When I was young and partially sighted, things were slightly different to how they are now. There was of course, still the obsession with saving eyesight, sometimes to the detriment of the patient’s health. There was also the darker factor of the surgeon’s ego. I remember one particular surgeon who took it as a personal and professional challenge to undertake a particularly complex procedure. I would hope that such things don’t happen nowadays, but I’m sure they must, because like it or loath it, it is a side effect of human nature.
One way in which services were better thirty or so years ago, was in the field of low vision. In the past there seemed to be the appetite and the budget for dedicated and committed professionals to help maintain vision. Not through medical intervention, but through glasses, magnifiers etc. This approach empowered the patient, it gave the patient the opportunity to take ownership of their level of eyesight and do something to use it, to stretch it and challenge it. This meant that people like me got every drop of useful eyesight they could out of their remaining eye.
Nowadays, it seems that there isn’t the budget or the resources to offer such a comprehensive service. instead, the order of the day seems to be “mend” through surgery and/or drugs, and hope for improvements. Essentially, the medical model is being adopted and the more holistic, more empowering approach is being neglected. The knock-on effect is that people who may have additional needs, be they emotional, mental or physical, are denied a chance to express their concerns and gain meaningful, non-medical help. So, what does this mean? let’s take two fictional scenarios:
I am 68, I have problems with my eyesight. Reading is becoming difficult, and the television has turned into a blob in the corner of the room. I had a consultation, and I was told I have cataracts and glaucoma. They give me eye drops and offer me surgery. I feel frightened, frustrated and alone.
I am 68, I have problems with my eyesight. Reading is becoming difficult, and the television has turned into a blob in the corner of the room. I had a consultation, and I was told I have cataracts and glaucoma. They give me eye drops to control the pressure. The doctor makes me an appointment to see somebody about changes I can make to my home – talking books, audio description on the television, and different lighting. The doctor asks me how I feel, I tell her. She puts me in touch with someone who can listen to my worries and concerns. I leave the consultation with knowledge and confidence.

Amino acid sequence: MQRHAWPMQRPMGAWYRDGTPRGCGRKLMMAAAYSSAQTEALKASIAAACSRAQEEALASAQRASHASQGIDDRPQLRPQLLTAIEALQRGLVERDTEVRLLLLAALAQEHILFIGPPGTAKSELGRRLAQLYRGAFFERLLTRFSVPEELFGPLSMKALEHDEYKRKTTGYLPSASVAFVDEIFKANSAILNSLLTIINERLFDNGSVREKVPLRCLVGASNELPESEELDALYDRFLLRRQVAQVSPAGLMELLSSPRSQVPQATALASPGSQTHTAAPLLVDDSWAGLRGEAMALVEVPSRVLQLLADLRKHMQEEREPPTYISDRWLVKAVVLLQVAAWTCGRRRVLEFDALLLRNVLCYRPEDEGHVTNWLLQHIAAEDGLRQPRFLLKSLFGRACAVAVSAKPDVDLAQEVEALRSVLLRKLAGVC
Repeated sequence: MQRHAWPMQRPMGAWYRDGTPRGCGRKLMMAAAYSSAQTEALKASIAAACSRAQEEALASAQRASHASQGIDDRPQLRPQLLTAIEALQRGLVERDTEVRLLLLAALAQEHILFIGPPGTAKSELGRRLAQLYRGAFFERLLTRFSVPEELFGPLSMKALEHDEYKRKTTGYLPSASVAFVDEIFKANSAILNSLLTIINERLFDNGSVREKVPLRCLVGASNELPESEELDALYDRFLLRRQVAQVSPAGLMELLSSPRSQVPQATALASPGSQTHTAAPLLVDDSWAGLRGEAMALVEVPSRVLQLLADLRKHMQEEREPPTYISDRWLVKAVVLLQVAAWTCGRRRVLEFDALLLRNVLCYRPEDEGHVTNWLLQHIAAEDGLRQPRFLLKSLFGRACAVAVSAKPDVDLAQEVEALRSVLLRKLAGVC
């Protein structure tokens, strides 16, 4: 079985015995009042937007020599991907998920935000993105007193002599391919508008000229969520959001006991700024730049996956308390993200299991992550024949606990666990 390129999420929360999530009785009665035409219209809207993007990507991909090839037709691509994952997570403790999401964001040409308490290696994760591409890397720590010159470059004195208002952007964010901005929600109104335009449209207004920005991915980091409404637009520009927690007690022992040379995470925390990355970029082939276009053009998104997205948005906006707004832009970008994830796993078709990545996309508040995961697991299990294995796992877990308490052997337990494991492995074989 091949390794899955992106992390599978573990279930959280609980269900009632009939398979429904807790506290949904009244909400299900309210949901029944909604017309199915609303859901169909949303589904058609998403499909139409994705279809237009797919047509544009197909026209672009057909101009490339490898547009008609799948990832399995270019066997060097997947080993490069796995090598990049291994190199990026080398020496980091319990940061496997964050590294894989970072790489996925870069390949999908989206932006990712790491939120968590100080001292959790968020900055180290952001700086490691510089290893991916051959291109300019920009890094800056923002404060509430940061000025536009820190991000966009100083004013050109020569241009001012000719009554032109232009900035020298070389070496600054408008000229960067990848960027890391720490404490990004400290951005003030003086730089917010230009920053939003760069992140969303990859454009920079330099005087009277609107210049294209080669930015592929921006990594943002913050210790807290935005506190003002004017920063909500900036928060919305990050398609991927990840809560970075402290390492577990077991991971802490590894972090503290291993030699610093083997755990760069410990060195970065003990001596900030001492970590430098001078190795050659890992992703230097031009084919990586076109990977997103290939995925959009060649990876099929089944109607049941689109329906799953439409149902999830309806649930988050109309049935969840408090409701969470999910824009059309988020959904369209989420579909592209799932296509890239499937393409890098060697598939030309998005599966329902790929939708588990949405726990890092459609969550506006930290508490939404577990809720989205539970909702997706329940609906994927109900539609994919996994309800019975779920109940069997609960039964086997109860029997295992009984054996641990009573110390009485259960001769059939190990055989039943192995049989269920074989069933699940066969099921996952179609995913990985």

The holistic approach is far better. It fosters trust and openness, and gives the patient an opportunity to explore both their thoughts and feelings, and discuss ways to make their life easier. What this approach does is potentially prevent people’s mental health from declining at a later date; as through early intervention, the right emotional support and advice can make all the difference. What a slightly longer and more empathetic eye examination does, is take future strain away from the NHS, and allow people to take control of their care.
We are more than just a broken part. We are not a car that needs a new battery, or a computer that needs a new CPU, we are more complex. Surgery isn’t always the answer but listening and talking is a fabulous starting point. Doctors need to be more flexible in their approach and offer additional services. Allied to this, they need to be able to deal with individuals who may have additional needs, such as learning or developmental impairment.
If a more holistic model was adopted, if a social philosophy was to be allowed to blossom, patients would feel better emotionally, and therefore need not access services in the future. Giving the patient the opportunity to explore visual aids, technology and talking therapy is a far kinder, far more civilised way forward.
With thanks to BJ Edwards for this excellent guest blog www.bjedwards.co.uk